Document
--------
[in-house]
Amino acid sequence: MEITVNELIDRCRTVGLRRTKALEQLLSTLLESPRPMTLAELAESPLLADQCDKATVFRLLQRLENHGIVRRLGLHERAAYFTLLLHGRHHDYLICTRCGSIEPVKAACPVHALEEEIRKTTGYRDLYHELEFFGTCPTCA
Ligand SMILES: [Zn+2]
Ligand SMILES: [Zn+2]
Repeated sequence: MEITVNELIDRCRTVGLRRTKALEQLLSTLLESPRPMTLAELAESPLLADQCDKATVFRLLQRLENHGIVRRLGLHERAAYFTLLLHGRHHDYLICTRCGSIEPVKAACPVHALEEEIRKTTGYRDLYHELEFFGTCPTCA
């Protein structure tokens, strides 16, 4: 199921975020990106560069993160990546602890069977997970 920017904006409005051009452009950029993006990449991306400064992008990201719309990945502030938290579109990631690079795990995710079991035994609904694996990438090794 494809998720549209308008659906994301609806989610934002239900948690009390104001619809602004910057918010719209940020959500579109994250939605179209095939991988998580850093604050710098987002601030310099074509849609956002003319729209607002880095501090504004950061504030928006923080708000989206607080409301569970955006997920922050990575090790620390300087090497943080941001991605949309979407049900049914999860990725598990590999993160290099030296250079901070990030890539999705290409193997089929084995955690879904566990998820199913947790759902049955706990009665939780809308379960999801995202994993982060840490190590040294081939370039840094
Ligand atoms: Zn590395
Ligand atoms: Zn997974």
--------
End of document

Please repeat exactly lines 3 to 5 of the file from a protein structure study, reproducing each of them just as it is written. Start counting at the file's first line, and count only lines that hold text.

Ligand SMILES: [Zn+2]
Ligand SMILES: [Zn+2]
Repeated sequence: MEITVNELIDRCRTVGLRRTKALEQLLSTLLESPRPMTLAELAESPLLADQCDKATVFRLLQRLENHGIVRRLGLHERAAYFTLLLHGRHHDYLICTRCGSIEPVKAACPVHALEEEIRKTTGYRDLYHELEFFGTCPTCA